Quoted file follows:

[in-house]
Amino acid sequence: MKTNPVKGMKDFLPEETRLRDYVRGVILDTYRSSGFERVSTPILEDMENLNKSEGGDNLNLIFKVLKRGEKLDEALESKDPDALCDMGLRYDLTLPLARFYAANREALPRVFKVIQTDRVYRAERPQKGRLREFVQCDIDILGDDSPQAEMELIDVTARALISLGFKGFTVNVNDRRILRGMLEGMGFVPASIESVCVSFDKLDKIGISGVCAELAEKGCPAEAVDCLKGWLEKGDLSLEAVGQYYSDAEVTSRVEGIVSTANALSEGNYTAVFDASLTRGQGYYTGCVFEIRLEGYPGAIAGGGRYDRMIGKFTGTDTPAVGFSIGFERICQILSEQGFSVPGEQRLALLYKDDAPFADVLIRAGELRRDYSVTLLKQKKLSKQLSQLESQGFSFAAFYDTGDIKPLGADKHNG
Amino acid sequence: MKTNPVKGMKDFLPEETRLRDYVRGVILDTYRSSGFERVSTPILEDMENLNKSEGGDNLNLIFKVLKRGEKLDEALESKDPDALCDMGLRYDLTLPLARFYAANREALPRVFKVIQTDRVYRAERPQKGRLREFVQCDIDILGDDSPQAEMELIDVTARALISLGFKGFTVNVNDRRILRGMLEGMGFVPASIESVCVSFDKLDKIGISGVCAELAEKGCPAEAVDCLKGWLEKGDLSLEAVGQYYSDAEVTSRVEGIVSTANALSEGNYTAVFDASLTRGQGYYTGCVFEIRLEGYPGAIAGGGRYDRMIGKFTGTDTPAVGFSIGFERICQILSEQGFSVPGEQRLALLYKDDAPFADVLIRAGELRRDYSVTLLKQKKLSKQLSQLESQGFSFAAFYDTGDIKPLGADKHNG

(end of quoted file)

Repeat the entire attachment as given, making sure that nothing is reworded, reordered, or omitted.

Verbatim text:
[in-house]
Amino acid sequence: MKTNPVKGMKDFLPEETRLRDYVRGVILDTYRSSGFERVSTPILEDMENLNKSEGGDNLNLIFKVLKRGEKLDEALESKDPDALCDMGLRYDLTLPLARFYAANREALPRVFKVIQTDRVYRAERPQKGRLREFVQCDIDILGDDSPQAEMELIDVTARALISLGFKGFTVNVNDRRILRGMLEGMGFVPASIESVCVSFDKLDKIGISGVCAELAEKGCPAEAVDCLKGWLEKGDLSLEAVGQYYSDAEVTSRVEGIVSTANALSEGNYTAVFDASLTRGQGYYTGCVFEIRLEGYPGAIAGGGRYDRMIGKFTGTDTPAVGFSIGFERICQILSEQGFSVPGEQRLALLYKDDAPFADVLIRAGELRRDYSVTLLKQKKLSKQLSQLESQGFSFAAFYDTGDIKPLGADKHNG
Amino acid sequence: MKTNPVKGMKDFLPEETRLRDYVRGVILDTYRSSGFERVSTPILEDMENLNKSEGGDNLNLIFKVLKRGEKLDEALESKDPDALCDMGLRYDLTLPLARFYAANREALPRVFKVIQTDRVYRAERPQKGRLREFVQCDIDILGDDSPQAEMELIDVTARALISLGFKGFTVNVNDRRILRGMLEGMGFVPASIESVCVSFDKLDKIGISGVCAELAEKGCPAEAVDCLKGWLEKGDLSLEAVGQYYSDAEVTSRVEGIVSTANALSEGNYTAVFDASLTRGQGYYTGCVFEIRLEGYPGAIAGGGRYDRMIGKFTGTDTPAVGFSIGFERICQILSEQGFSVPGEQRLALLYKDDAPFADVLIRAGELRRDYSVTLLKQKKLSKQLSQLESQGFSFAAFYDTGDIKPLGADKHNG